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Simple construction, analysis and modification of binary data.

Project description


bitstring is a pure Python module designed to help make the creation and analysis of binary data as simple and natural as possible.

It has been maintained since 2006 and now has about 20 million downloads per year.

You can try out the interactive walkthrough notebook on binder, or take a look at the static version.

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  • Create bitstrings from hex, octal, binary, files, formatted strings, bytes, integers and floats of different endiannesses.
  • Powerful binary packing and unpacking functions.
  • Bit-level slicing, joining, searching, replacing and more.
  • Read from and interpret bitstrings as streams of binary data.
  • Rich API - chances are that whatever you want to do there's a simple and elegant way of doing it.
  • Open source software, released under the MIT licence.

Version 4.0 of bitstring only supports Python 3.7 and later.
Use bitstring version 3.1 if you're using Python 2.7 or 3.6 or earlier.


The manual for the bitstring module is available at Read the Docs. It contains a walk-through of all the features and a complete reference section.



$ pip install bitstring


 >>> from bitstring import Bits, BitArray, BitStream, pack
 >>> a = BitArray(bin='00101')
 >>> b = Bits(a_file_object)
 >>> c = BitArray('0xff, 0b101, 0o65, uint6=22')
 >>> d = pack('intle16, hex=a, 0b1', 100, a='0x34f')
 >>> e = pack('<16h', *range(16))

Different interpretations, slicing and concatenation

 >>> a = BitArray('0x3348')
 >>> a.hex, a.bin, a.uint, a.float, a.bytes
 ('3348', '0011001101001000', 13128, 0.2275390625, b'3H')
 >>> a[10:3:-1].bin
 >>> '0b100' + 3*a
 BitArray('0x866906690669, 0b000')

Reading data sequentially

 >>> b = BitStream('0x160120f')
 >>> b.pos = 0
 >>> b.readlist('uint12, bin3')
 [288, '111']

Searching, inserting and deleting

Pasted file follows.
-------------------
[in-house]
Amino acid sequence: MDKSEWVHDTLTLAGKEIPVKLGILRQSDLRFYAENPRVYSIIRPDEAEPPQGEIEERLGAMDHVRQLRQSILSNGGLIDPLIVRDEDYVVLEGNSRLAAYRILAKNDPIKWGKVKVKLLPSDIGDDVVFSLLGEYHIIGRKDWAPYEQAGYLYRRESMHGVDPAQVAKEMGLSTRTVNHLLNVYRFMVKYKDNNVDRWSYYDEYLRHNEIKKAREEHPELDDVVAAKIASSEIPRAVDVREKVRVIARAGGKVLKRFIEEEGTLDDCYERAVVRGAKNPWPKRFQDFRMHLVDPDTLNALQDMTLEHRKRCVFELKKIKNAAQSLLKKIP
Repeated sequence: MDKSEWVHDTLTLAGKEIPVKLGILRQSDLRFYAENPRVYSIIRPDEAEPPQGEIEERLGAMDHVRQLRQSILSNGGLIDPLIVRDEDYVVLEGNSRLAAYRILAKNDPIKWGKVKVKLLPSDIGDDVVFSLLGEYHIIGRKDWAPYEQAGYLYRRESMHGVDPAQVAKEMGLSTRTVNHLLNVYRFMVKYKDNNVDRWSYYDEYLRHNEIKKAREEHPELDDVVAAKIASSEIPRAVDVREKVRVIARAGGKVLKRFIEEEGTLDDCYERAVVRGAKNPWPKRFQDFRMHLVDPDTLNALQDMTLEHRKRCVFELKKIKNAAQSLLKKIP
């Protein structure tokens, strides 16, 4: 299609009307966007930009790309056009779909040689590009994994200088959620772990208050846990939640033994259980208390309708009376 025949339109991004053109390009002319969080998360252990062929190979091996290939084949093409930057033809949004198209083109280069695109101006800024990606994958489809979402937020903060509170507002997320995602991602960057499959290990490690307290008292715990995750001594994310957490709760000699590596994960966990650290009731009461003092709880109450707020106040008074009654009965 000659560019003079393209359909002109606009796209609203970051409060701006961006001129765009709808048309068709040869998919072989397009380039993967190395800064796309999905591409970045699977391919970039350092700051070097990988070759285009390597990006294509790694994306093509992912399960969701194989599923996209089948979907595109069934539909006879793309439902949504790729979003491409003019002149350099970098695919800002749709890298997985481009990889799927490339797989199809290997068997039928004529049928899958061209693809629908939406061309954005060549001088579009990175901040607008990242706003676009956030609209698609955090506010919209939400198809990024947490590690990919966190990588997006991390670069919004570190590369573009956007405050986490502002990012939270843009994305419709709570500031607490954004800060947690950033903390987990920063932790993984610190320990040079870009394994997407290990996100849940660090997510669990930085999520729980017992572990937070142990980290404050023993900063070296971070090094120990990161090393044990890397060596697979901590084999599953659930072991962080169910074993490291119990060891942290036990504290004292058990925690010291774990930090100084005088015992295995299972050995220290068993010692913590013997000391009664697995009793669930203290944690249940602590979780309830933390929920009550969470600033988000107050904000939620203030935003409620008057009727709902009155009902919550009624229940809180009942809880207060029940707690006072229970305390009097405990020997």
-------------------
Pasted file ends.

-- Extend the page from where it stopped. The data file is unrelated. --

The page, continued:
>>> c = BitArray('0b00010010010010001111')   # c.hex == '0x1248f'
 >>> c.find('0x48')
 >>> c.replace('0b001', '0xabc')
 >>> c.insert('0b0000', pos=3)
 >>> del c[12:16]

New in version 4.0

  • New Python 3.7 minimum requirement. The code has been updated with type hints and legacy code removed.

  • Shorter and more versative properties are available.

    >>> a = BitArray('u8=20')
    >>> a += '0b0011, f16=5.52'
    >>> a[12:].f16
  • A useful new pretty printing method. Gives a formatted view of a singe or two interpretations of the binary data.

    >>> a = Bits(bytes=b'hello world!!')
    >>> a.pp('bin, hex', width=40)
      0: 01101000 01100101   68 65
     16: 01101100 01101100   6c 6c
     32: 01101111 00100000   6f 20
     48: 01110111 01101111   77 6f
     64: 01110010 01101100   72 6c
     80: 01100100 00100001   64 21
     96: 00100001            21   
  • LSB0 option (beta). This indexes the bits with the least significant bit being bit zero. This is the opposite way to the standard Python containers but is usual in some relevant fields.

    >>> bitstring.lsb0 = True
    >>> s = BitArray('0b00000')
    >>> s[0] = 1
    >>> s.bin

    This feature is still considered a beta as there may be issues with edge cases, especially around the interaction with the 'stream' features of the BitStream and ConstBitStream classes. For most usage cases it should be solid though, so please report any bugs in the issue tracker.

  • Command line usage. Useful for quick interpretations of binary data.

      $ python -m bitstring int:16=-400
  • Support for 16 bit floating point types (both IEEE and bfloat).

Unit Tests

The 600+ unit tests should all pass. They can be run from the root of the project with

 python -m unittest


Created by Scott Griffiths in 2006 to help with ad hoc parsing and creation of compressed video files. Maintained and expanded ever since as it became unexpectedly popular. Thanks to all those who have contributed ideas and code (and bug reports) over the years.

Copyright (c) 2006 - 2023 Scott Griffiths

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